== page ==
Many scientists have worked at the institute, including the academicians N. N. Andreev, L. M. Brekhovskikh, B. A. Vvedenskii, S. N. Vernov, V. I. Veksler, G. S. Landsberg, M. A. Leontovich, L. I. Mandel’shtam, A. L. Mints, N. D. Papaleksi, I. Ia. Pomeranchuk, P. A. Rebinder, I. E. Tamm, V. A. Fok, and I. M. Frank and the corresponding members A. M. Baldin, D. I. Blokhintsev, V. I. Gol’danskii, G. T. Zatsepin, V. V. Migulin, A. V. Rzhanov, S. M. Rytov, A. E. Chudakov, and F. L. Shapiro. Among the scientists working more recently (1976) at the institute are the academicians B. M. Vul, V. L. Ginzburg, L. V. Keldysh, M. A. Markov, A. M. Prokhorov, A. D. Sakharov, D. V. Skobel’tsyn, and P. A. Cherenkov (Cerenkov) and the corresponding members A. I. Alikhan’ian, F. V. Bunkin, E. L. Feinberg, and E. S. Fradkin.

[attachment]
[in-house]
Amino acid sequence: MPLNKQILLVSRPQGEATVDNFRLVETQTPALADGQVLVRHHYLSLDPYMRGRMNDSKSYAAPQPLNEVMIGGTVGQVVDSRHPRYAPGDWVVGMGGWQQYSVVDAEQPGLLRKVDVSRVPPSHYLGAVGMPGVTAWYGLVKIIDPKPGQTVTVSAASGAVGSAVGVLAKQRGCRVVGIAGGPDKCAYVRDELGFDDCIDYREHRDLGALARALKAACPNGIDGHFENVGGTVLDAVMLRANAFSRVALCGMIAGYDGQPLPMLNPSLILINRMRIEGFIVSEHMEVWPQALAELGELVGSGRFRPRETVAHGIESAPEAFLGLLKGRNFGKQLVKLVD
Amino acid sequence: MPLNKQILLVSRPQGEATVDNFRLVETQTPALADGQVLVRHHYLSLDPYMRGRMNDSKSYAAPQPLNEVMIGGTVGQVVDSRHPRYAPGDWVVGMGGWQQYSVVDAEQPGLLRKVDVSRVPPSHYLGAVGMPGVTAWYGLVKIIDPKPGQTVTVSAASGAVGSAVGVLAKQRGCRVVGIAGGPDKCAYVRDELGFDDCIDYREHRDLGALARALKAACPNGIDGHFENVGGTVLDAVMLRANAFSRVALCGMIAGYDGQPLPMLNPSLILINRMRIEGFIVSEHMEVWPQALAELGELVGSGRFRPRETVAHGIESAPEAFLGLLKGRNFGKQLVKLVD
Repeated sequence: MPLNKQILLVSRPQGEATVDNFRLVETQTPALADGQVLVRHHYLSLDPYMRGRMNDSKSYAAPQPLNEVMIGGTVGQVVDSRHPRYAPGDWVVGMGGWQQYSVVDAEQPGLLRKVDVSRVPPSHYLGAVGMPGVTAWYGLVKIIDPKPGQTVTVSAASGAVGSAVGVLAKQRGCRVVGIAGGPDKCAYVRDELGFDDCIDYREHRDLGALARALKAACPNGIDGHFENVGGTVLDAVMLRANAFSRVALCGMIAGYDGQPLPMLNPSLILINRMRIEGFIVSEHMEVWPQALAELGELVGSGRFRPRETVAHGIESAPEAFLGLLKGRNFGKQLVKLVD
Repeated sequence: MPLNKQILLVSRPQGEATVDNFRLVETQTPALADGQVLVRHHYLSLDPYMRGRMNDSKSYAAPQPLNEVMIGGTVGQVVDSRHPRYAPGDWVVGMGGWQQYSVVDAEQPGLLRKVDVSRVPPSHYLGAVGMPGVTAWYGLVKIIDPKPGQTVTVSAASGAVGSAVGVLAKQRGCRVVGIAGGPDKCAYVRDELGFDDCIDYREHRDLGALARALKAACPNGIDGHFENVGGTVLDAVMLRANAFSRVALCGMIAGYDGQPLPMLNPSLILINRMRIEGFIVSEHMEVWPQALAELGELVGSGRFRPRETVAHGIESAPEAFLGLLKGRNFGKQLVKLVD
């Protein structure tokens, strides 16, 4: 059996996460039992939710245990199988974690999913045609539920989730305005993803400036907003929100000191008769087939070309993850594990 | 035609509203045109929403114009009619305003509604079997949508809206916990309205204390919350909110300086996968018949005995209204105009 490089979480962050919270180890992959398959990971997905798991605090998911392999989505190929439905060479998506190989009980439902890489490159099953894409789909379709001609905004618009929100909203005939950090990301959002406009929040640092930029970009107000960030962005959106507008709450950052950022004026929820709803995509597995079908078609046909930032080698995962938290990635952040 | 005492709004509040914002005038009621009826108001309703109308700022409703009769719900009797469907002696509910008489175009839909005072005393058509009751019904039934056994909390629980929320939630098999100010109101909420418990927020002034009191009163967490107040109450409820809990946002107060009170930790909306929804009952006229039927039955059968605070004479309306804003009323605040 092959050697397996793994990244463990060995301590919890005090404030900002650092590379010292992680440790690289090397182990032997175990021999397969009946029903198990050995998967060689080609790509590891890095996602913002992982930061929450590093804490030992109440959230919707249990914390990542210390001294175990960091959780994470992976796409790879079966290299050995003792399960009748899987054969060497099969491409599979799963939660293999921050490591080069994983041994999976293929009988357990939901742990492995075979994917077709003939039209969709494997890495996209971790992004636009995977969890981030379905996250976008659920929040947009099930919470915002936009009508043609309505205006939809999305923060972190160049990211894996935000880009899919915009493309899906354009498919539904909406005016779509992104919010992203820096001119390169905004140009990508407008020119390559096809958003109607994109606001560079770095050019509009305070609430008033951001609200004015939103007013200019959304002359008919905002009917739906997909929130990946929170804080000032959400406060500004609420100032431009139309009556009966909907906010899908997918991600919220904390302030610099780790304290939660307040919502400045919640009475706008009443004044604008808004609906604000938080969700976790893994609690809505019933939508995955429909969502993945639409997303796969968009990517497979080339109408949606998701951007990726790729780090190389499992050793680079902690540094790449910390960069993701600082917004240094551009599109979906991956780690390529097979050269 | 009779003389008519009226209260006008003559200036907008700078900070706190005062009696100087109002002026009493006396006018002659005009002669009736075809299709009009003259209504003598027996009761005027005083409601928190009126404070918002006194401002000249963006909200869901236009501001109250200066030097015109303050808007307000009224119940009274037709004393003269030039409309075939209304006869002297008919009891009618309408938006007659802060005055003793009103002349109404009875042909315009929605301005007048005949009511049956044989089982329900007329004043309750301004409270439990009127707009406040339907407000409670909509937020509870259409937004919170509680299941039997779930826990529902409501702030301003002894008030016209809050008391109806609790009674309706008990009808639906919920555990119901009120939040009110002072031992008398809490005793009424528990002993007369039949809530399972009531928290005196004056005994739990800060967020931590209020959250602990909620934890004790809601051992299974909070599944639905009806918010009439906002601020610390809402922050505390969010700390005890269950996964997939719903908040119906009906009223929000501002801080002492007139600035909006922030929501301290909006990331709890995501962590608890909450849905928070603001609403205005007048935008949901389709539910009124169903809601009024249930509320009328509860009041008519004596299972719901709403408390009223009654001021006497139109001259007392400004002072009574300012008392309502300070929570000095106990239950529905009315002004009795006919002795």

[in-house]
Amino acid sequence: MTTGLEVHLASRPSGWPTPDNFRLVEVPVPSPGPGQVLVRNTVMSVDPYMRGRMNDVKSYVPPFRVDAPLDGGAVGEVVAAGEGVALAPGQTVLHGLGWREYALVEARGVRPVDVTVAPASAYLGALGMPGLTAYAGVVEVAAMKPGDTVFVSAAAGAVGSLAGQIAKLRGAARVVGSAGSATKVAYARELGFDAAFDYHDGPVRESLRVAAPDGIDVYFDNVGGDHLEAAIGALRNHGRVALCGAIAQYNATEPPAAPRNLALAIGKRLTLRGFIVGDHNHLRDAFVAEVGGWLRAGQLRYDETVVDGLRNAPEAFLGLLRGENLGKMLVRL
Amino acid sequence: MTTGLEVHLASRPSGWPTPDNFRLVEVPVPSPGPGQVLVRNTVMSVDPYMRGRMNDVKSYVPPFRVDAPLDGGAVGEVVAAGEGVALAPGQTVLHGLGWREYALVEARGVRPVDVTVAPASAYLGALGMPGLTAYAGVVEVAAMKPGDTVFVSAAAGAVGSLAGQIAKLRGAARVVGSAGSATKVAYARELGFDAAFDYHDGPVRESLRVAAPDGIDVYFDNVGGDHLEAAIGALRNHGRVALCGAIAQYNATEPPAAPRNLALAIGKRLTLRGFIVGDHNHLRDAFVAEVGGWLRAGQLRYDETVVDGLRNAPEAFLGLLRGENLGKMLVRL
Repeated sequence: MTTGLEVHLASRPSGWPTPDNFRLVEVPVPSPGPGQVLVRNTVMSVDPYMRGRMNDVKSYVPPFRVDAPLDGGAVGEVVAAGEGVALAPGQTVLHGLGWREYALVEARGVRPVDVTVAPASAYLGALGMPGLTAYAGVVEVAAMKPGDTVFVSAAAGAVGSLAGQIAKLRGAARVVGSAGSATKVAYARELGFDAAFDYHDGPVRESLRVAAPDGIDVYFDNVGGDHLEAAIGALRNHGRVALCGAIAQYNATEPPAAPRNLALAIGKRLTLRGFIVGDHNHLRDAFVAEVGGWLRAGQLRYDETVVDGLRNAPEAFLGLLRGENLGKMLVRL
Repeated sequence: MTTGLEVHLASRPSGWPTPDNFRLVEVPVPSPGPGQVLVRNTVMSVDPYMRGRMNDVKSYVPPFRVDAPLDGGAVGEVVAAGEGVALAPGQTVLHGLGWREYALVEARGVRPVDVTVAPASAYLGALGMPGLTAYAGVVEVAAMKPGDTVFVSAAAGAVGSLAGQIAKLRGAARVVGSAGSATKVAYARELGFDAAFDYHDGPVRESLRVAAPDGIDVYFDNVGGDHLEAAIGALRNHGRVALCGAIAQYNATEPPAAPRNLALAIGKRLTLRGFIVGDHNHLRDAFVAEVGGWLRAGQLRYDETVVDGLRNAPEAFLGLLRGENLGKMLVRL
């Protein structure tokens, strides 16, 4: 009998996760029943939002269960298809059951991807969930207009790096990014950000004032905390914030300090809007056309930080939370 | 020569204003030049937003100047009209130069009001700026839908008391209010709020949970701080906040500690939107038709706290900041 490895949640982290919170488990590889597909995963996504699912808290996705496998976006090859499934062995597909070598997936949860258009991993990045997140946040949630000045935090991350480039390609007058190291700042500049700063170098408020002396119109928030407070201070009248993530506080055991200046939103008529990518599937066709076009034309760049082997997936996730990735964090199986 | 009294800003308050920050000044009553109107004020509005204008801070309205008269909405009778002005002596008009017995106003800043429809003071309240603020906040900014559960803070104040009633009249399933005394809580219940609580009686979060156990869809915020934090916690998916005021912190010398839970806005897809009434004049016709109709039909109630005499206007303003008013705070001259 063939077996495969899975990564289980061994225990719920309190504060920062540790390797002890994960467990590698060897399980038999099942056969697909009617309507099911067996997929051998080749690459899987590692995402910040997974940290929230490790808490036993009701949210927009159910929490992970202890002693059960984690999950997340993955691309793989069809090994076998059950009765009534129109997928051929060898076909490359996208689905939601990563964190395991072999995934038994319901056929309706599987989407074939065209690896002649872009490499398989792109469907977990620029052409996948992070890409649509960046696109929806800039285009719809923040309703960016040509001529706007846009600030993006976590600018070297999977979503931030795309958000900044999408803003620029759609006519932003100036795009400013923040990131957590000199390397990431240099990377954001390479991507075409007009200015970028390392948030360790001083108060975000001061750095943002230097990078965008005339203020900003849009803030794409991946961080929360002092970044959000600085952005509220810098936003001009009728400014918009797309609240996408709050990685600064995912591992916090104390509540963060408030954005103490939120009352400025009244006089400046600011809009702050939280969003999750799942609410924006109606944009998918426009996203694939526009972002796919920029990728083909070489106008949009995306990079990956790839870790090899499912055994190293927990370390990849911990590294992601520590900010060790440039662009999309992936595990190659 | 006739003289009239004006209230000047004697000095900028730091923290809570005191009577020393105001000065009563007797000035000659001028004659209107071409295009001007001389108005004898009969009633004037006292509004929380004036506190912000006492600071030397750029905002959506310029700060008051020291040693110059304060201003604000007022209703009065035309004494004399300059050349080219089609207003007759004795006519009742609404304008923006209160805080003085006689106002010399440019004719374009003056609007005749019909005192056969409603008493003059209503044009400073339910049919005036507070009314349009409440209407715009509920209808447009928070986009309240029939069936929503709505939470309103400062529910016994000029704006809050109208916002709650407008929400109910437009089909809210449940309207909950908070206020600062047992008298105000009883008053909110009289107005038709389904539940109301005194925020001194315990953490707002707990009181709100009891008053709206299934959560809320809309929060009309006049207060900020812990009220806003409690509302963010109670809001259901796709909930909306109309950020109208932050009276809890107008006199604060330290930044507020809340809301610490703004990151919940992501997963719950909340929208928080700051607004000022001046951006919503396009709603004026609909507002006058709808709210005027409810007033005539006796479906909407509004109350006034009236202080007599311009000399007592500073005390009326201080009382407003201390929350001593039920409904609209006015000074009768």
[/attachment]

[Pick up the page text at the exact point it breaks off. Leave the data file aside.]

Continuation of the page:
The research conducted at the institute’s 20 laboratories and divisions encompasses virtually all of the most important branches of physics, namely, high-energy and cosmic-ray physics, elementary particles and their interaction, field theory, new methods of particle acceleration, atomic, molecular, and crystal spectroscopy, nonlinear optics, photoluminescence, cathodoluminescence, electroluminescence, optoelectronics, quantum radio physics, the interaction of radiation with matter, plasma physics, thermonuclear fusion, solid-state physics, semiconductors, superconductors, space physics, radio astronomy, extra-atmospheric research (X-ray, infrared, and submillimeter astronomy), optical detection and ranging of the planets and moon, theoretical astrophysics, and theoretical biophysics.